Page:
5 Key Issues Holding Back the Growth and Success of the Social Entrepreneurship Sector in England

This blog post is an excerpt from the one by Georgia Lewis reporting Skoll Centre Early Career Research Fellow Tanja Collavo’s speech during Marmalade 2017 and published on University of Oxford’s Skoll Centre for Social Entrepeneurshiip Blog.

“What is the state of social entrepreneurship in England? (…) The overall agreement was that the sector is growing, vibrant, diverse, exciting, and constantly changing thanks to the very low barriers to entry. Its core strengths are its ability to break silos across sectors and organisations, and its democratic nature, encouraging bottom-up solutions to social problems and the retention of the wealth produced at the local level. Additionally, the perception is that the quality of products and services delivered by social enterprises is constantly improving and that this is a great business card to increase their market penetration both in the business-to-business and business-to-consumer markets. (…)

But (…) there are still many key issues holding back the growth and success of the social entrepreneurship sector:

  1. No one talks about failures

There is very little learning inside the sector because media, intermediaries, social entrepreneurs and enterprises talk a lot about successes but hardly ever about failures.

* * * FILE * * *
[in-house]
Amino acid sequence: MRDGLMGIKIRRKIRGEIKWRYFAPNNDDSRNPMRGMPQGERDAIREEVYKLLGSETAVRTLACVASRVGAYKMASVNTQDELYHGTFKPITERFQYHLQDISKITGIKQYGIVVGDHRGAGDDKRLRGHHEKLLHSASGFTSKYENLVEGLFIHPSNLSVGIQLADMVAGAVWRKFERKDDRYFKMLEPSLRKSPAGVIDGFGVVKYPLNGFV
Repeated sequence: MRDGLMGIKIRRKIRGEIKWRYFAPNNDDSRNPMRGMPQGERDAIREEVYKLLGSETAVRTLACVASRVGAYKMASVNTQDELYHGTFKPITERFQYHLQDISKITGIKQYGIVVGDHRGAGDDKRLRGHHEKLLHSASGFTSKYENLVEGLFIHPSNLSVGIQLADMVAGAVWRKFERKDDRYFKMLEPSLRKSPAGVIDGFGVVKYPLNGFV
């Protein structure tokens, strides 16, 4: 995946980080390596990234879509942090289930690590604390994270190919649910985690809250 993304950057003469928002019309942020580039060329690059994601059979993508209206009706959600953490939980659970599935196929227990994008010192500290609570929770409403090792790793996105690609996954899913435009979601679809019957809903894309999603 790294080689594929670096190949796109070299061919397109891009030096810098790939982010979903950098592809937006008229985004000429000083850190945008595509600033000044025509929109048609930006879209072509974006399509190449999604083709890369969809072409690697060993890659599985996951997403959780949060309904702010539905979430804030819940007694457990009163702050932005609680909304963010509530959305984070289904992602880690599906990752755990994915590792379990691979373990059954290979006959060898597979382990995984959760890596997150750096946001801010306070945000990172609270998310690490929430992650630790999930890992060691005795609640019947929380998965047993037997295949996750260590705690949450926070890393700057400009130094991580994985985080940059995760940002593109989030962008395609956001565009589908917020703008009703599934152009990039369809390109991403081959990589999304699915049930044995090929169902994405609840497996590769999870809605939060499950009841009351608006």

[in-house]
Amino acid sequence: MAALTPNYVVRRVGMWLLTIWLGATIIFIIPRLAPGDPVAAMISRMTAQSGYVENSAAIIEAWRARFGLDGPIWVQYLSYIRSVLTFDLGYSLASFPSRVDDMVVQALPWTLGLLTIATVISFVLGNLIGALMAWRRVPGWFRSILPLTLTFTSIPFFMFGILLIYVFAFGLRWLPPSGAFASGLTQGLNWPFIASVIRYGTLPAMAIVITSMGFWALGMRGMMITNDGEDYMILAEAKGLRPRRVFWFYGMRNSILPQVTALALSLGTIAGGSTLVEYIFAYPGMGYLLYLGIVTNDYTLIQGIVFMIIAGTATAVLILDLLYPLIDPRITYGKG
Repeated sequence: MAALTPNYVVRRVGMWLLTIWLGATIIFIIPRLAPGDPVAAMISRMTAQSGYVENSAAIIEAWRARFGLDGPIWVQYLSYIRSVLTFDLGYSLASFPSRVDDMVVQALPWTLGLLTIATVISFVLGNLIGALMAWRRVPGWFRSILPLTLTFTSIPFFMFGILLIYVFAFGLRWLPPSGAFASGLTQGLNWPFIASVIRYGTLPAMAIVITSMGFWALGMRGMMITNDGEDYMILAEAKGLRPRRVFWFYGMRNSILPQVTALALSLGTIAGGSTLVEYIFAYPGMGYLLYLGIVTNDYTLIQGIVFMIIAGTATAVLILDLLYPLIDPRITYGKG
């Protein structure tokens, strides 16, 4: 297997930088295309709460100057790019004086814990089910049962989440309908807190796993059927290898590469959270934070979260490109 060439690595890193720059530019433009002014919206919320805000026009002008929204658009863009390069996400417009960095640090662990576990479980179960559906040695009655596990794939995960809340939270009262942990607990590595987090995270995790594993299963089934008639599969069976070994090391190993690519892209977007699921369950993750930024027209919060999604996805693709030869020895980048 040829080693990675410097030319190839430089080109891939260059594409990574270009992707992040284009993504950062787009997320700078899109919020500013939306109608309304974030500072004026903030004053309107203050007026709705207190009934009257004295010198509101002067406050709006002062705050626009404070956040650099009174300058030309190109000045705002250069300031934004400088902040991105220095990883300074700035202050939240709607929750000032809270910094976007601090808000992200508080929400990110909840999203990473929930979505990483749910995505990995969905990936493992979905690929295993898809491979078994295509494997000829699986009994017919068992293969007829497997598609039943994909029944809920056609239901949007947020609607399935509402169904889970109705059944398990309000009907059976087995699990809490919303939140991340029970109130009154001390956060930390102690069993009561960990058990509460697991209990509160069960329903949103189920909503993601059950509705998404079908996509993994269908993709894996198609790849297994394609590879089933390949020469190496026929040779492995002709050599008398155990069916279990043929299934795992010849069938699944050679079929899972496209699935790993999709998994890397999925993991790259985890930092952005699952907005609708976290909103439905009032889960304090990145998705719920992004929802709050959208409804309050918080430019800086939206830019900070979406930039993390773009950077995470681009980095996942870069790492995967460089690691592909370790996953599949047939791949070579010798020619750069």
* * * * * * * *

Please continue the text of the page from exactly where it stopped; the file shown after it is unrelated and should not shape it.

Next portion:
1. The passion paradox

Most ventures start because of founder’s personal experience with or passion for the problem they are trying to tackle. This has obvious positives but also can lead to a “do something now” mindset promoting easy solutions and immediate action more than the elaboration of long-term strategies. Further consequences can be the lack of professional sectoral knowledge and lower inclination towards collaboration due to high levels of personal ownership and commitment, also associated with stress and burnout.

  1. Difficulty accessing supply chains

A third issue present in the sector is the low presence of social entrepreneurial organisations in supply chains, both in the business and in the public sectors. In fact, in most cases, social ventures are too small to bid for contracts and too young to have a proven track record that would facilitate their winning supply or service contracts.

  1. Too dependent on government and poor finance

Participants described the sector as still too reliant on government and as lacking appropriate financial support matching its funding requirements and specificities. Financial support was described as particularly scarce at regional and local level, with core sector and financial intermediaries being based in London and mostly focusing on organisations and areas geographically close to them.

  1. Lack of collaboration amongst support organisations

Finally, the group agreed on one of the main findings of my research projects: the lack of collaboration among sector intermediaries. This leads to a duplication of efforts and to a degree of confusion among social entrepreneurs and enterprises about where to look for support and how to reconcile the different messages they hear from the different intermediaries they are affiliated with.”

Find out more here.

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